We spend too much time seeking predictable answers. They are not necessarily bad. If I work with Peter, Paul and Mary on a regular basis, my mind has a good idea of what Peter, Paul or Mary would say to my difficult question. Not that this has little value. On the contrary, Peter is a good brain, Paul has a wealth of experience and Mary is a good critical thinker.
But, if I really need a breakthrough in my own thinking, view of the world, or my preconceived plans on how to address this big issue in front, I should try unpredictable answers. That rules out Peter, Paul and Mary. Also your close team, people you know well, friends.
Unpredictable answers are more likely to come from people you don’t know that well, perhaps you have some ties (‘weak ties’ it’s called in social sciences), perhaps you have been vaguely in touch. Or serious consultants who are prepared to tell you the truth, not to agree directly with what you think. (Come on, find them!)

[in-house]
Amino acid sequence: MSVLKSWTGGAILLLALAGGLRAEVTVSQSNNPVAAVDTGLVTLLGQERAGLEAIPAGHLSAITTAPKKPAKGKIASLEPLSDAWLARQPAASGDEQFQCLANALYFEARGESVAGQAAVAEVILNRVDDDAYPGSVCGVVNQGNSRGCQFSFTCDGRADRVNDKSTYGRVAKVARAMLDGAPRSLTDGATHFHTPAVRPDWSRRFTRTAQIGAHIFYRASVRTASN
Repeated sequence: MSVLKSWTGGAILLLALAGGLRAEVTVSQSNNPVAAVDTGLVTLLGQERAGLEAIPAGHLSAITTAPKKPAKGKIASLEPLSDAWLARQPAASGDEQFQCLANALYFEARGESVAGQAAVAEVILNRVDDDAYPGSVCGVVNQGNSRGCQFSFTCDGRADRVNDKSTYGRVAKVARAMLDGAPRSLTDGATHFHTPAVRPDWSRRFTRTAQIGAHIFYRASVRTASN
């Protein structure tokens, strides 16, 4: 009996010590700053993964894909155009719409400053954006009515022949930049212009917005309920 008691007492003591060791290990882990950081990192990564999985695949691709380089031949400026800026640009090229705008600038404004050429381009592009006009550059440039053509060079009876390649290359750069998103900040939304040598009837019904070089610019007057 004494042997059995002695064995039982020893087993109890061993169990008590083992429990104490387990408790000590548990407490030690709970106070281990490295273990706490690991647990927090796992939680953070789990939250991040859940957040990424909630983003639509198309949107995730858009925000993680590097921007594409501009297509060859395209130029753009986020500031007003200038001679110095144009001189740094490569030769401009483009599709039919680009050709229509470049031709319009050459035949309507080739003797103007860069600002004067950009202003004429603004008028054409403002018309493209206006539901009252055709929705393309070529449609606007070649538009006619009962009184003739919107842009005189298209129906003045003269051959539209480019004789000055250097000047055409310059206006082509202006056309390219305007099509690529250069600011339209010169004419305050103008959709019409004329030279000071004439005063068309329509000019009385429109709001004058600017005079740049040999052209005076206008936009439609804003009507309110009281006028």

You should make a list of your normal, good, reliable, safe, predictable connections and then rule out anybody on that list. Unless there is somebody in that list who, although you may know well, truly ‘thinks differently’.
Then make a list of more unlikely, unusual or possibly vague connections. This list may contain people from an opposite part of the company, from another company, most powerful even, from another industry sector. Tap into that intellectual capital.
The quest for innovation, small i or big I, starts from the unpredictability of things. Most of the time we surround ourselves with predictable ones. Just by injecting small doses of unpredictability (read: pick up the phone and call that guy you met a year ago at a kid’s school match, who is a head of Sales in A industry sector, whilst you work in B), those that may feel a bit weird (sure, you do the non-weird ones every day) will stimulate you to try again and again.
Then, it will become as normal as talking to your own (more predictable) team.